Initially, the venture was successful. Two-hundred 60-by-40-foot lots were sold for $1500 each, then resold for more. Land sales hit $2-million. However, by early 1926, the price of land had climbed so dramatically that new buyers could not afford it. Many who had bought land could not cash in on such high prices, and put their land up for sale. Speculators who bought contracts on property for a 10-percent down payment were eager to sell.

On July 4, 1932, all of Sun City was auctioned at the Hillsborough County Courthouse. Orlando businessman W.W. Staplen dismantled the movie studio and sold the bricks for $1,500. According to the St. Petersburg Times, "streets named after 1920s movie stars washed away, weeds soon overtook the flower beds, and palmetto grew where houses were to be built."

In the mid to late 1930s, J.T. Fleming, a developer and inventor from Georgia who went broke during the land boom in Florida and lost everything except 500 acres in southern Hillsborough County, bought special masters deeds to Sun City for $100. He settled all its delinquent taxes for $163 under a special legislative act. Fleming believed that the land in Sun City would be worth millions as a moviemaking destination where filmmakers and actors would live among regular residents. However, Fleming became increasingly involved in legal battles. He contended that the Florida State Road Department illegally cut a road through Sun City and turned Gloria Swanson Avenue into a drainage ditch. Fleming hired a Tampa law firm to sue the department and won $26,000. The proceeds he won from that case led to other lawsuits against the state and county, which grew so numerous that he had trouble finding a lawyer to handle his cases. After years of continuous legal challenges, Fleming in 1953 was ruled insane, incarcerated for 19 months, and finally had his rights restored by a Fulton County (GA) court. When Fleming died in January 1968, Hillsborough County reclaimed his 500 acres of land near present-day Ruskin for unpaid taxes.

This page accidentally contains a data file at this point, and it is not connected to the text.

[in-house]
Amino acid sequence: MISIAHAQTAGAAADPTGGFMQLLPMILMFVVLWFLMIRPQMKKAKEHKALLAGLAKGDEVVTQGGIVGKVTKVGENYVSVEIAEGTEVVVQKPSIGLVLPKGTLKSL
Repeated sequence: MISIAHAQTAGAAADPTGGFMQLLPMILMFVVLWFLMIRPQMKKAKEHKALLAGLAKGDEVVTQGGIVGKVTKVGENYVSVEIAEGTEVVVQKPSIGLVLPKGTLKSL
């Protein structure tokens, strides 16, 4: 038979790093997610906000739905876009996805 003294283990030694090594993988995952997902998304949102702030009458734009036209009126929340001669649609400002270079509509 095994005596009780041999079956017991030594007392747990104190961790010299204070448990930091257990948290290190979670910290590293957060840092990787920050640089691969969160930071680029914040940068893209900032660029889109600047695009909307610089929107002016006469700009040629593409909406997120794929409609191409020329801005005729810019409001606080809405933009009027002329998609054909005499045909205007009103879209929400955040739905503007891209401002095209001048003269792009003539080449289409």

As of 2007, Sun City was largely a mobile home park situated among industrial sites, fish farms, orchards, and scrapyards near Ruskin. Most of its acreage became divided among three landholders, with the county holding deeds to some property.


7.00 items

0 Linear Feet

Language of Materials


Custodial History

Dr. Nelson acquired the collection from Elizabeth Reeder, Sun City, Florida, date unknown.

Method of Acquisition

Given by Dr. Richard Alan Nelson, Professor of Mass Communication and Public Affairs, Louisiana State University Manship School of Mass Communication in December 2007.

Existence and Location of Originals

Portions of collection available online?: No

Processing Information

Processed by Burt Altman in January 2008.

Sun City Development and Motion Picture Studio Plat Map Sheets
Burt Altman
Description rules
Describing Archives: A Content Standard
Language of description
Script of description
Language of description note

Repository Details

Part of the FSU Special Collections & Archives Repository

116 Honors Way
PO Box 3062047
Tallahassee FL 32306-2047 US